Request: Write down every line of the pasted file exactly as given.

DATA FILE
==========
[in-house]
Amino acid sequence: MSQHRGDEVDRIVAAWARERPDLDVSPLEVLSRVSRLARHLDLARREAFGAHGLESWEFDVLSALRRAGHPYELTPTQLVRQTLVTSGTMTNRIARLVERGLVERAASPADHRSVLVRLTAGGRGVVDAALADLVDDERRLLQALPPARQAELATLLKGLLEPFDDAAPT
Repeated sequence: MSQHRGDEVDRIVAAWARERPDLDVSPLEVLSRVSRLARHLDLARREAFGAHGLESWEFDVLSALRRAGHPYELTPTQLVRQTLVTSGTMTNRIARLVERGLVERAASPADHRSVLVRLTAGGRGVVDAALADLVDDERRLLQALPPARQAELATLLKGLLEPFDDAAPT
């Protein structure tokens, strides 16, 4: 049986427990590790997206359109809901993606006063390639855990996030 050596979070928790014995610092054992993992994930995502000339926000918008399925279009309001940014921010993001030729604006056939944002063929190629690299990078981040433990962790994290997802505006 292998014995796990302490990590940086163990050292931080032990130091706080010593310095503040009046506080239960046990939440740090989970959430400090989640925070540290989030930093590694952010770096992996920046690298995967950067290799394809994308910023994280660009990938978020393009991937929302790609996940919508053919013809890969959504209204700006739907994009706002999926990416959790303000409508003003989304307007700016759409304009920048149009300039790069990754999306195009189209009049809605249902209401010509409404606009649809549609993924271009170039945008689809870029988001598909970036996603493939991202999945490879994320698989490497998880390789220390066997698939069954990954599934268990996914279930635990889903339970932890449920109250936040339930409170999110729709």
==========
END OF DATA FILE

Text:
[in-house]
Amino acid sequence: MSQHRGDEVDRIVAAWARERPDLDVSPLEVLSRVSRLARHLDLARREAFGAHGLESWEFDVLSALRRAGHPYELTPTQLVRQTLVTSGTMTNRIARLVERGLVERAASPADHRSVLVRLTAGGRGVVDAALADLVDDERRLLQALPPARQAELATLLKGLLEPFDDAAPT
Repeated sequence: MSQHRGDEVDRIVAAWARERPDLDVSPLEVLSRVSRLARHLDLARREAFGAHGLESWEFDVLSALRRAGHPYELTPTQLVRQTLVTSGTMTNRIARLVERGLVERAASPADHRSVLVRLTAGGRGVVDAALADLVDDERRLLQALPPARQAELATLLKGLLEPFDDAAPT
């Protein structure tokens, strides 16, 4: 049986427990590790997206359109809901993606006063390639855990996030 050596979070928790014995610092054992993992994930995502000339926000918008399925279009309001940014921010993001030729604006056939944002063929190629690299990078981040433990962790994290997802505006 292998014995796990302490990590940086163990050292931080032990130091706080010593310095503040009046506080239960046990939440740090989970959430400090989640925070540290989030930093590694952010770096992996920046690298995967950067290799394809994308910023994280660009990938978020393009991937929302790609996940919508053919013809890969959504209204700006739907994009706002999926990416959790303000409508003003989304307007700016759409304009920048149009300039790069990754999306195009189209009049809605249902209401010509409404606009649809549609993924271009170039945008689809870029988001598909970036996603493939991202999945490879994320698989490497998880390789220390066997698939069954990954599934268990996914279930635990889903339970932890449920109250936040339930409170999110729709």